that is correct. The decedent is solely a beneficiary. His parents started the trust and made it a generation-skipping trust. The decedent got only the income from interest and dividends, never principal and contributed NOTHING.
Expert:  Law Educator, Esq. replied 1 year ago.
Thank you for your reply.
Then your answer to 3 is NO, he did not put anything into trust and the question on page 2 is whatever actual personal property he had, not the trust, since he was just a beneficiary he did NOT OWN THE PROPERTY OR ASSETS IN THE TRUST and he never owned them.
Nothing from the trust is ever part of his estate, it is not used to pay debts. Only property he owned himself at time of death is used to pay debts and if the estate is insolvent, then all you do is notify the creditors, you do not mention the trust as IT WAS NOT HIS PROPERTY OR ASSETS, it was a generation skipping trust and it was owned by the trust, not him.
Customer: replied 1 year ago.
Thanks. That's what I thought but I wasn't able to get any helpful information from anyone in the WV governmental agencies involved. I will inform the fiduciary that this is the case for the assets of the trust. Thus, the decedent's estate consists only of any personal property, bank account in decedent's name only, and anything else the decedent owned at TOD.
Expert:  Law Educator, Esq. replied 1 year ago.

Thank you for your reply.

Yes, the trust is not his trust. So nothing is listed on the estate forms about the trust, it is like it does not even exist.

Customer: replied 1 year ago.
it means nothing for the sake of the WV forms that the decedent made bequests from his share, as beneficiary to a trust. And, even though the WV government has seen the Will, with the bequests, they they will not expect to see the decedent's share of the trust listed as a non-probative asset on their form, nor a breakdown of the dollar amount of the bequests....confusing but interesting.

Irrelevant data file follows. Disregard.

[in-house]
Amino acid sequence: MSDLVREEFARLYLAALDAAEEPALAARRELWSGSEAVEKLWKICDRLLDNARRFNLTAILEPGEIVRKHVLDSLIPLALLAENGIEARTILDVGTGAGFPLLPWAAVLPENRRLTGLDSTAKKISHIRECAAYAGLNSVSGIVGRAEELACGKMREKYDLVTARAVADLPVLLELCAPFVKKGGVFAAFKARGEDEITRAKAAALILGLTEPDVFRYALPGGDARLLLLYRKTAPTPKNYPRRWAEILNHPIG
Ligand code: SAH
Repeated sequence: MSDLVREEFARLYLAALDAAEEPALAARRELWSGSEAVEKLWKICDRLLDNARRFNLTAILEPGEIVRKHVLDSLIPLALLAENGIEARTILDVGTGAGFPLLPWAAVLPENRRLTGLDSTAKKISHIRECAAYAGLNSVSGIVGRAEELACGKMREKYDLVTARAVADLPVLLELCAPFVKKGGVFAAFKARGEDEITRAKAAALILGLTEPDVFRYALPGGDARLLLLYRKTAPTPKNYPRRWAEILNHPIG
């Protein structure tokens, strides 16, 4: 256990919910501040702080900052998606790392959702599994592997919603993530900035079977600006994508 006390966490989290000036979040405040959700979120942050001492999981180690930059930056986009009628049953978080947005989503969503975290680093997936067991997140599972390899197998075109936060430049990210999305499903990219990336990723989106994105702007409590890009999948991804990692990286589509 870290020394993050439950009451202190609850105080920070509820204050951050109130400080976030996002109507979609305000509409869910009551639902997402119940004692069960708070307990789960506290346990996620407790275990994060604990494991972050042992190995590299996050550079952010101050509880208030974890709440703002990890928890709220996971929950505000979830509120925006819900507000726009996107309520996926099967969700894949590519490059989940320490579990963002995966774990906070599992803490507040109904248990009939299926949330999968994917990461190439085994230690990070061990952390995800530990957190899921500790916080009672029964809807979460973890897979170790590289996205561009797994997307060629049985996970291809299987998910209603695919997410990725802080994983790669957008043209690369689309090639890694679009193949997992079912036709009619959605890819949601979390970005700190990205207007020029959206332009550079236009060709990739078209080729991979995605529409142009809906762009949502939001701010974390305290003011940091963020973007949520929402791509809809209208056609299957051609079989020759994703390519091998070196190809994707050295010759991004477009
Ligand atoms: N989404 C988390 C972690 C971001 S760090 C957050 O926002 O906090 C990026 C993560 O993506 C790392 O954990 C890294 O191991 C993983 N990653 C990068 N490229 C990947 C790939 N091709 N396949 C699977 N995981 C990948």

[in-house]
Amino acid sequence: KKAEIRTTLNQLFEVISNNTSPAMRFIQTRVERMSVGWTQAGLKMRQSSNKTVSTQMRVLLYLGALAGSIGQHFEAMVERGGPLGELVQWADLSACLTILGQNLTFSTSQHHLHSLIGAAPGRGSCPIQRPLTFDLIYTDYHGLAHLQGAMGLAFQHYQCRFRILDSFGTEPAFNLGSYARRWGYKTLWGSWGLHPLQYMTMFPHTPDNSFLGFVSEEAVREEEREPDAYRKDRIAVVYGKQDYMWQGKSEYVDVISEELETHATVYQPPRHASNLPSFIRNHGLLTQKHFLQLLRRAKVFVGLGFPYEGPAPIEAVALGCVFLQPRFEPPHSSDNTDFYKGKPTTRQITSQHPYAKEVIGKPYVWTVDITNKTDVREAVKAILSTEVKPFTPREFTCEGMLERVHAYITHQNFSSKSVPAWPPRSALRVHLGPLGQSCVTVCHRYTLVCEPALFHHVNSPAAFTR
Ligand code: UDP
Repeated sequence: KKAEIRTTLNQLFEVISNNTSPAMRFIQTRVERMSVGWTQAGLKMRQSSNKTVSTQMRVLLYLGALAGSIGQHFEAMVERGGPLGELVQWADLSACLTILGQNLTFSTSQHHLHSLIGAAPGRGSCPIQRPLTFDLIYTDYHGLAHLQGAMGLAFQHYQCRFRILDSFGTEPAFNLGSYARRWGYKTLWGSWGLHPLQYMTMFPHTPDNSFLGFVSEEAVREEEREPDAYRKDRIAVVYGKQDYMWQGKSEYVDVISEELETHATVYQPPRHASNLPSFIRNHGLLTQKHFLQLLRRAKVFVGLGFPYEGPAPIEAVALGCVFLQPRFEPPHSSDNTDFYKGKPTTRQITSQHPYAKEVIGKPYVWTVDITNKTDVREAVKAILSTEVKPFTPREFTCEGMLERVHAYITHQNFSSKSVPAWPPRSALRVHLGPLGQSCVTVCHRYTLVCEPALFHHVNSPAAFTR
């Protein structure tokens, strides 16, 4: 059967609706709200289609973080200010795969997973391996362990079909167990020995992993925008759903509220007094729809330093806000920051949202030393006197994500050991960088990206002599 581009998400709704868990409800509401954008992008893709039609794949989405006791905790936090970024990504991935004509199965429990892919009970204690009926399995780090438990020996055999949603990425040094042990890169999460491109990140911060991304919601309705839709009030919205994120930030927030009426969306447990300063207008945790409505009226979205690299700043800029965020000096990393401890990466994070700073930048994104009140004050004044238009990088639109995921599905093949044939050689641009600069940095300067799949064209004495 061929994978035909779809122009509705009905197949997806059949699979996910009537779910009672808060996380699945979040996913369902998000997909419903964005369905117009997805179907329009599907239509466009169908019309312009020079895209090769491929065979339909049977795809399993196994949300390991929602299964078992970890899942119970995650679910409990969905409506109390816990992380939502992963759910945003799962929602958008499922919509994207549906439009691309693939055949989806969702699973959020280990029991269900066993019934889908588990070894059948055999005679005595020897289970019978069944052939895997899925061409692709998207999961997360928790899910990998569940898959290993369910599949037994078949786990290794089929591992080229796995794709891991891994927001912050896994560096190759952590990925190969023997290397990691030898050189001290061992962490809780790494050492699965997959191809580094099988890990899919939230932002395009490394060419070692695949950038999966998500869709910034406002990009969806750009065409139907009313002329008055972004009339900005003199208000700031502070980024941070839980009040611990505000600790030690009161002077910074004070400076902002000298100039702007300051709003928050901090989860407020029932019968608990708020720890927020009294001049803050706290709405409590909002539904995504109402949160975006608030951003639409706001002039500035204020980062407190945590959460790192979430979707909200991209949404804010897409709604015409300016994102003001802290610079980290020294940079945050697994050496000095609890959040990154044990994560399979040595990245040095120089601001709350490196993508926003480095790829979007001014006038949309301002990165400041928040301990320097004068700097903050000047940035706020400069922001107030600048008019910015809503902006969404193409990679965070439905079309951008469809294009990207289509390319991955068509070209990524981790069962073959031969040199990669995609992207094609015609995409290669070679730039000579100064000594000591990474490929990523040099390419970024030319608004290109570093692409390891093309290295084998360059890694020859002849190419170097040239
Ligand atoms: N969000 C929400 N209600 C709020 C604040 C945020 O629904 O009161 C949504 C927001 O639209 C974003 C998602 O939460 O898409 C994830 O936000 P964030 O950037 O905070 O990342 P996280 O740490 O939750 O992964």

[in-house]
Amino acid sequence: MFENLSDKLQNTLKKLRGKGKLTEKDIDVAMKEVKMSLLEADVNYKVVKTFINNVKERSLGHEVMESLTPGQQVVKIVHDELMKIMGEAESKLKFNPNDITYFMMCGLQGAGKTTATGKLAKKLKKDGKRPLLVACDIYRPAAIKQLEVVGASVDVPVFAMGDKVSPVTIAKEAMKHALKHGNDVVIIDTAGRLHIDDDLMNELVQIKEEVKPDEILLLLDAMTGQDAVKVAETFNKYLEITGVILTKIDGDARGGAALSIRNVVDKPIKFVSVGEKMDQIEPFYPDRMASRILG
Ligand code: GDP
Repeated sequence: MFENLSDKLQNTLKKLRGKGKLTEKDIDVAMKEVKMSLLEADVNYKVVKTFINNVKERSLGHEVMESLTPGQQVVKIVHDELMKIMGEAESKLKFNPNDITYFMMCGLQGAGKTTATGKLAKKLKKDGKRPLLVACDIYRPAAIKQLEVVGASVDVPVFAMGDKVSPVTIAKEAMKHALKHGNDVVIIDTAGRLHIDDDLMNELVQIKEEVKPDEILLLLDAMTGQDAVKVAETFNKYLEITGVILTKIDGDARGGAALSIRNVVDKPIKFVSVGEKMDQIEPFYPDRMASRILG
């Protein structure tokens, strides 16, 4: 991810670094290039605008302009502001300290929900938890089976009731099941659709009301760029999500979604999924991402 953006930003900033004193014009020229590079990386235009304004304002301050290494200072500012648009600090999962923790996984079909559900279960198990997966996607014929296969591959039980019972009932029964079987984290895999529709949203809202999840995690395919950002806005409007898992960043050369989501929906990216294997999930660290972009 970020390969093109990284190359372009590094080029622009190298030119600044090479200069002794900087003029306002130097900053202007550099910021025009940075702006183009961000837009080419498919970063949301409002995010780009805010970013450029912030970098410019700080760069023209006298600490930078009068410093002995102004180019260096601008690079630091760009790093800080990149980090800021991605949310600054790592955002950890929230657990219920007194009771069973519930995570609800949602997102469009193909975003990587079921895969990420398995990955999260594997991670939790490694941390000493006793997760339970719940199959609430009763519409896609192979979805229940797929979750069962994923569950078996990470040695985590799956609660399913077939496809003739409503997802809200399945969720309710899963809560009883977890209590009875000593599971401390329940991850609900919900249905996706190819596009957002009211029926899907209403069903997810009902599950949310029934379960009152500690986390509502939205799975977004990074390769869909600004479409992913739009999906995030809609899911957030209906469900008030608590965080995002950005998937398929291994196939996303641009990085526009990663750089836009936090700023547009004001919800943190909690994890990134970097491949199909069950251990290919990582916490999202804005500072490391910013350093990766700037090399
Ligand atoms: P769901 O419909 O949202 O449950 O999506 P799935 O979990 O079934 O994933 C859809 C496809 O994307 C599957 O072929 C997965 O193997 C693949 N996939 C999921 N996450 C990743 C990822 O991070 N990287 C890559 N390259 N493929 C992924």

Expert:  Law Educator, Esq. replied 1 year ago.
Thank you for your reply.
It was a generation skipping trust from his parents, so really he did not need to include it in his will and he did so needlessly. But it is still not part of his estate nor did he put anything into the trust, his parents did.
Customer: replied 1 year ago.
How else could he have disposed of his share of the trust when he died, if he didn't include it in his will? Because his share didn't go automatically to just one person; he was permitted by the terms of the trust to dispose of his share however he wished; he needed to tell his heirs that they'd be getting something and he needed to tell the Trustee what to do with his share after his death.
Would it cause problems with the state of West Va. to put the information onto form ET 6.02 - Non-Probative Inventory?
Customer: replied 1 year ago.
Also, since the WVa govt has the will with these bequests listed might it not be better to include all of it in the Non-Probative section for clarity's sake?
Expert:  Law Educator, Esq. replied 1 year ago.
Thank you for your reply.
It was a GENERATION SKIPPING TRUST set up by his parents, he would be the generation that was SKIPPED. He did not have to do anything the terms of the trust pass it onto his descendants for him. Even though the trust allowed him to decide who received the shares of the trust by percentage, if it was a generation skipping trust set up by his parents, it went automatically to his descendants.
It would not cause any issues putting it under non-probate assets, but he did not put anything into the trust, all he is doing is deciding the percentage that goes to his beneficiaries.